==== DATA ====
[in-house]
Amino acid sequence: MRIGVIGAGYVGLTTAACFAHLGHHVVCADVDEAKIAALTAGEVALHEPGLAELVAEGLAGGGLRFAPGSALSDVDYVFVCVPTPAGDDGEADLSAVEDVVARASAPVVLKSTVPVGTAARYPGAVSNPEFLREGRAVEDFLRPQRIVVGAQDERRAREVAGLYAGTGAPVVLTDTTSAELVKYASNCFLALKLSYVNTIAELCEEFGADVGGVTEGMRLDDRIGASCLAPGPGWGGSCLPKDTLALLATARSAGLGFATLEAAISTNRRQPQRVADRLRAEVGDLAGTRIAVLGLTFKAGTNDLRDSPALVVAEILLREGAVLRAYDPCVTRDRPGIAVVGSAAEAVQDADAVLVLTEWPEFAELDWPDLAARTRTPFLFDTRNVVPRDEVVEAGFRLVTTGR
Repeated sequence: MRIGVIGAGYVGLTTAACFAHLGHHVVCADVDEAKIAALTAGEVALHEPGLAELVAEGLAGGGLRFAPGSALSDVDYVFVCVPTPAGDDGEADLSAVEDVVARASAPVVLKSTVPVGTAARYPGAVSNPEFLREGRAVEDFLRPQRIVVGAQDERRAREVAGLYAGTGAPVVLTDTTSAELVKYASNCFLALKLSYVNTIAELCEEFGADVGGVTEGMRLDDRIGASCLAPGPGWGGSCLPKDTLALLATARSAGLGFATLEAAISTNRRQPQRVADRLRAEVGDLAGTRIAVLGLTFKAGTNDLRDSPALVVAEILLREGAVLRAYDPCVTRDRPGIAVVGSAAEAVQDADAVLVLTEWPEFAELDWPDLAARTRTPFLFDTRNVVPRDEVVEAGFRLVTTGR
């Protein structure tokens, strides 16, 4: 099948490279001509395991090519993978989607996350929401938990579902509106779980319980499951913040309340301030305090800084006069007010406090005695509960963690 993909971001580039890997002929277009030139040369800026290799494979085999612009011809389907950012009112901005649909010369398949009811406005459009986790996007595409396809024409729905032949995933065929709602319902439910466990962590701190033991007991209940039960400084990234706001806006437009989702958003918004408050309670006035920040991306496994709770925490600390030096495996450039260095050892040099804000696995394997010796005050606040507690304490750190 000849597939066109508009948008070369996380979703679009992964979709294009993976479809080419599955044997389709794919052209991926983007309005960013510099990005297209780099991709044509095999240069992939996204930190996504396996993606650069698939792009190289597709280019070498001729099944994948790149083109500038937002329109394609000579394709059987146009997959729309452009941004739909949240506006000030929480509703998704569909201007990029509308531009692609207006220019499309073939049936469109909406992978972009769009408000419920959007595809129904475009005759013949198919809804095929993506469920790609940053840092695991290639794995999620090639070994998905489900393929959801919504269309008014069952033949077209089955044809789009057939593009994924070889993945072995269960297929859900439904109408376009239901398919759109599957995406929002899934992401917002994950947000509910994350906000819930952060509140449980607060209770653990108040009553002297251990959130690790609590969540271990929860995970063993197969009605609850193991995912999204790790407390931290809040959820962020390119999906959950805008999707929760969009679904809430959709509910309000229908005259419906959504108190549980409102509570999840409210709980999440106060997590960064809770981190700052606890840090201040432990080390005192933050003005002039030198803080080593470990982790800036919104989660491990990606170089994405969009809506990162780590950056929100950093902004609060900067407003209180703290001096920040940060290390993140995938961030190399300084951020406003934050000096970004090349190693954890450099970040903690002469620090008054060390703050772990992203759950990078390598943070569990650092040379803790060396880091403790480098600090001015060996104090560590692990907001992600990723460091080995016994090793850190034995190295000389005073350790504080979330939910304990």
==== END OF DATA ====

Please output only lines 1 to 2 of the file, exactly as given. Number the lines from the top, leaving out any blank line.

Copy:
[in-house]
Amino acid sequence: MRIGVIGAGYVGLTTAACFAHLGHHVVCADVDEAKIAALTAGEVALHEPGLAELVAEGLAGGGLRFAPGSALSDVDYVFVCVPTPAGDDGEADLSAVEDVVARASAPVVLKSTVPVGTAARYPGAVSNPEFLREGRAVEDFLRPQRIVVGAQDERRAREVAGLYAGTGAPVVLTDTTSAELVKYASNCFLALKLSYVNTIAELCEEFGADVGGVTEGMRLDDRIGASCLAPGPGWGGSCLPKDTLALLATARSAGLGFATLEAAISTNRRQPQRVADRLRAEVGDLAGTRIAVLGLTFKAGTNDLRDSPALVVAEILLREGAVLRAYDPCVTRDRPGIAVVGSAAEAVQDADAVLVLTEWPEFAELDWPDLAARTRTPFLFDTRNVVPRDEVVEAGFRLVTTGR